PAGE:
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In Jake we still trustAs he makes his Week 2 picks, Bill dares to defend Jake DelhommeEmail Print Share By Bill Simmons

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One day after enduring Jake Delhomme's second straight nuclear bomb in nine months -- the first against Arizona in last season's playoffs, the second against Philly on Sunday -- an unknown Panthers fan put Delhomme up for sale on Craigslist. The ad only lasted for a few hours before being pulled down, but here's what it said:

NFL QUARTERBACK JAKE DELHOMME

FOR SALE BY CONTRACT -- Jake Delhomme, NFL QB, 11 years, 6'2" 215 lbs. Age 34. 15 TD's in 2008, 12 INT's. Loyal. Needs a Loving Home. Serious Offers, Please. Trades Accepted. Contact: (coach) John Fox.

Funny, right? It's fun to make jokes about Jake Delhomme. Only seven sports jobs open themselves up to ongoing ridicule, and -- in a worst-case scenario -- genuine venom. The first two? Coach and general manager. The third? Baseball closer. The fourth? Hockey goalie. The fifth? Kicker. The sixth? Jay Mariotti. The seventh? Quarterback. You cannot afford to lose the confidence of your fans with any of these jobs. The sequence of emotions is the same every time: disappointment, uneasiness, a loss of trust, bitter disappointment, constant fear, a shattering of trust and then, finally, venom.

Delhomme landed in the Venom Stage after his historic collapse against the Cardinals: five interceptions and a performance so magnificently putrid it prompted me to (A) compare it to the dumps police horses take; (B) add the Jake Delhomme "Seriously, I Might Get Beaten Up In My Own Locker Room After This Is Over" Face to the Mount Rushmore of Memorable Faces; and © write, "I sent a text to my buddy Geoff wondering if we were witnessing the worst performance in playoff history … and he threw three more picks AFTER THAT TEXT!" They couldn't bring him back after that … right?

[+] EnlargeWalter G. Arce/Icon SMI

The one good thing about Jake Delhomme's 11 turnovers in Carolina's past 22 possessions: He can't get any worse.

Nope.

They brought him back. Even gave him a three-year extension with $20 million guaranteed.

I assume the thinking went something like this: "Well, he's 50 and 30 as a starter. He brought us to a Super Bowl once. He led us to a 12-4 record last season. His teammates love him. He had ONE bad game. Sure, it was a historically bad game. But it was only ONE bad game. If we went in a different direction, we'd have to roll the dice with someone who failed somewhere else (Byron Leftwich, Daunte Culpepper, etc.), we'd have to roll the dice with Mike Vick, or we'd have to trade a high pick so we can overpay Matt Cassel. Let's stick with Jake. It makes the most sense."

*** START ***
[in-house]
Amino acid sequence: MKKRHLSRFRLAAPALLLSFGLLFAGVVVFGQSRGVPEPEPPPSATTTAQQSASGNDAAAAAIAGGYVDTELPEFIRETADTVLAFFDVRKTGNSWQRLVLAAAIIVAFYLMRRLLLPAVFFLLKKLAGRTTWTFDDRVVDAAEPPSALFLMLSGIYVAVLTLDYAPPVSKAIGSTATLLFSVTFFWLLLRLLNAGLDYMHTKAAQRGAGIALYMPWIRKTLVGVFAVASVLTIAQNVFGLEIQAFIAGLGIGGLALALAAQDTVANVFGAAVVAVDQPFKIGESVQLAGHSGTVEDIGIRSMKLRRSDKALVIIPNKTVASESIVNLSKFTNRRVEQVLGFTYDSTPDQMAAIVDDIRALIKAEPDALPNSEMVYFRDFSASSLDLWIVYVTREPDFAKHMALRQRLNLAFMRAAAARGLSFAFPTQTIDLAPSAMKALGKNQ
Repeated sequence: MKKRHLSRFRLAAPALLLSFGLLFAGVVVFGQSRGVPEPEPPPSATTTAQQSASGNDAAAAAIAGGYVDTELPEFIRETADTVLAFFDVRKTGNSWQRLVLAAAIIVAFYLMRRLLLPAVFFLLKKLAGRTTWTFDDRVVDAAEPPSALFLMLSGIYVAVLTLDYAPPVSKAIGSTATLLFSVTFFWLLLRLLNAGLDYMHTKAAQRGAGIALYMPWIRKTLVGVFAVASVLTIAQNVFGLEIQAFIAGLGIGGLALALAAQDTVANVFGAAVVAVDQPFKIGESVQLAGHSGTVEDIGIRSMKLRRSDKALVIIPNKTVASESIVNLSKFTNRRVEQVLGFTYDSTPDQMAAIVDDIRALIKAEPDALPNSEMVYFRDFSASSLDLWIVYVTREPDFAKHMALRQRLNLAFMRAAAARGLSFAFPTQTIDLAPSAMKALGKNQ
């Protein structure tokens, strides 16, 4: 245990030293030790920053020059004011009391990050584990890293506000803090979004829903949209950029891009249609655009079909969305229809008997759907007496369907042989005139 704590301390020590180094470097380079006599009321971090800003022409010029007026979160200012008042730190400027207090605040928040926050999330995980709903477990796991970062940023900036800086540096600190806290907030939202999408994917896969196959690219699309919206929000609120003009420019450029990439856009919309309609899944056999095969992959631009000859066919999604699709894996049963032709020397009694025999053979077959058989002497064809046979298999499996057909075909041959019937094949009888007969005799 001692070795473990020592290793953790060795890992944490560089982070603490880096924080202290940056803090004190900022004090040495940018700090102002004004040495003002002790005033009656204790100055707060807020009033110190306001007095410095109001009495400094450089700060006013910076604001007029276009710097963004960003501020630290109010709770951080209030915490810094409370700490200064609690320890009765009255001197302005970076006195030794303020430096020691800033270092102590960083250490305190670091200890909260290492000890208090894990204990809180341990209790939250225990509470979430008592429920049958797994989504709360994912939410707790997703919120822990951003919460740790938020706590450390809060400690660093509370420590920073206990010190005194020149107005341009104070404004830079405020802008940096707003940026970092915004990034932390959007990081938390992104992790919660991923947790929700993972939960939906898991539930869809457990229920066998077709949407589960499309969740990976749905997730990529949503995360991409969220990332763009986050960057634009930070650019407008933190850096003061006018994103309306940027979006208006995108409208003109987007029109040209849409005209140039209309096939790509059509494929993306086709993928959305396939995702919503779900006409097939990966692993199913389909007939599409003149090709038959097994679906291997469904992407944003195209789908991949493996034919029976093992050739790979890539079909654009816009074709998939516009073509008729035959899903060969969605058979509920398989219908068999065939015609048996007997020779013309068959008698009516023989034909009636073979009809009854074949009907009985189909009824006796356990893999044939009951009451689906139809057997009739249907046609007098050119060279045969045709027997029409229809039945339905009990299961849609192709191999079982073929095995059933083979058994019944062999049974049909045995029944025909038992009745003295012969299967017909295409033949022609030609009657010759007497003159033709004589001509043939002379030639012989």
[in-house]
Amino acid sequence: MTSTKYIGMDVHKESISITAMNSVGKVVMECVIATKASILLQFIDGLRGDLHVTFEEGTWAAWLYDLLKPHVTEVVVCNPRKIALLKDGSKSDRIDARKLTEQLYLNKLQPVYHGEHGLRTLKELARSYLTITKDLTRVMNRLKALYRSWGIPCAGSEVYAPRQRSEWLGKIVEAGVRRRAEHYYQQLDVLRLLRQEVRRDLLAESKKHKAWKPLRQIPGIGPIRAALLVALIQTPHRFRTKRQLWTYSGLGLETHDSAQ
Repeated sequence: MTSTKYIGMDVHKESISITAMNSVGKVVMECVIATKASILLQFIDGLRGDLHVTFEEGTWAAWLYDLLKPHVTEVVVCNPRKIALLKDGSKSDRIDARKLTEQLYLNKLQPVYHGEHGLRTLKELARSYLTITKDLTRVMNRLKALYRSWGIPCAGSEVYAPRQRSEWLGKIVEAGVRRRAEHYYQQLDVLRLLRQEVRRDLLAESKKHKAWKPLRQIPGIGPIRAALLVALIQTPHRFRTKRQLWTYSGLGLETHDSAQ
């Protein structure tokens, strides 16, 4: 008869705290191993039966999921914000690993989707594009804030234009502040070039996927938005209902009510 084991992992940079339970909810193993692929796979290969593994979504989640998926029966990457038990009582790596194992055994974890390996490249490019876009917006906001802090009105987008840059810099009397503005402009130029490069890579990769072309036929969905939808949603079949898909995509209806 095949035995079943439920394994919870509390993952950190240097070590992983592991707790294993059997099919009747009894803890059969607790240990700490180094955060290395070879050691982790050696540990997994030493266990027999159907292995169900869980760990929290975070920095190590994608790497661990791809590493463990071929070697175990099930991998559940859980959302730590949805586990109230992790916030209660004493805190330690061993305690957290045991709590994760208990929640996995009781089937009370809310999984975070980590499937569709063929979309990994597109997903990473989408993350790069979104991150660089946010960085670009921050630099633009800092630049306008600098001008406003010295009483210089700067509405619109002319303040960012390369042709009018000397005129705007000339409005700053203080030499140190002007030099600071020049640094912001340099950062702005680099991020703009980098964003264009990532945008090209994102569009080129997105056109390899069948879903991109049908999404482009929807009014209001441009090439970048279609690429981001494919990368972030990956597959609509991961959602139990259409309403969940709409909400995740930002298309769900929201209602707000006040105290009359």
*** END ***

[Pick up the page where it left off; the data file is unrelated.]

On paper? Yes. Maybe it made sense. But the Panthers underestimated the relationship between a player and his fan base. Fans are like women. We are loyal. We are passionate. We are (occasionally) crazy. We have long memories, and we cannot forgive being hurt. You can break up with a woman once -- and only once -- and they might take you back, but they will put you through **** first. If you cheat on a woman? They might take you back, but they will never forgive you, and eventually, the whole relationship will self-combust.

Extending that analogy to sports, fans can be hurt to the point that there's no going back. I remember when young closer Calvin Schiraldi helped blow the 1986 World Series for Boston. They tried to make him the closer the following year. Didn't take. We were on pins and needles with him. We always expected the worst. Eventually, he had to go. You might remember Brad Lidge reaching the same point with Houston fans a few years ago. That Pujols homer in the 2005 ALCS got the ball rolling. The wheels came off next season. Eventually, he had to go. If a fan base is constantly expecting the worst, that constant feeling of dread transfers to the athlete -- almost like osmosis -- and you need a miracle to reverse the effects.

Which brings us back to Jake. Even after he reached "had to go" status with Panthers fans, the team brought him back anyway. When I questioned this strategy in last Friday's column, e-mails from Carolina readers started pouring in. They all said the same things. Thank you. I'm glad you noticed. Nobody in Carolina can believe they brought him back. We cannot take it any longer. Jake's ensuing home car crash in Week 1 (four interceptions and a fumble) almost seemed preordained.

I watched Sunday's game and can honestly say that I have never -- not ever, in any sport -- heard a player booed by his fans more lustily than Panthers fans booed Jake. In stereo surround, it almost sounded like the fake booing added to WWE telecasts when they're trying to sell a bad guy. Naturally, I assumed that would be all for Jake. Either he would be benched, or the team would take him behind the stadium and shoot him like an injured horse in the 1940s. Nope. He's starting Week 2.

OK, get ready for a curveball. Take a deep breath. Ready?

I actually think this can work.

In that Philly game, Jake tried something that -- as far as I can remember -- we have never seen happen in professional sports before. He didn't do this intentionally; it's just the way things worked out. Dozens of times, we have seen a player lose the trust of his fans, stick around to everyone's chagrin, show false signs of redemption, then kick them in the teeth again. Well, I can't remember a player losing the trust of his fans, then immediately kicking them in the teeth even harder. With those five turnovers, Jake unwittingly sent a message to his entire fan base:

Look, you were afraid of hitting rock bottom with me again? I'LL SHOW YOU ROCK BOTTOM! I'LL SHOW YOU SUFFERING! LET'S GET THIS OVER WITH!

You have to admit, that was an interesting way to play it. A curveball, if you will. With his second straight police-horse dump, Jake cleverly removed all expectations for the 2009 Panthers. Everyone now assumes that Jake irrevocably sucks, which kills their season because Carolina's backup quarterbacks are even worse. They're stuck with Jake, which means they're stuck with 6-10 or 5-11 or maybe even 4-12.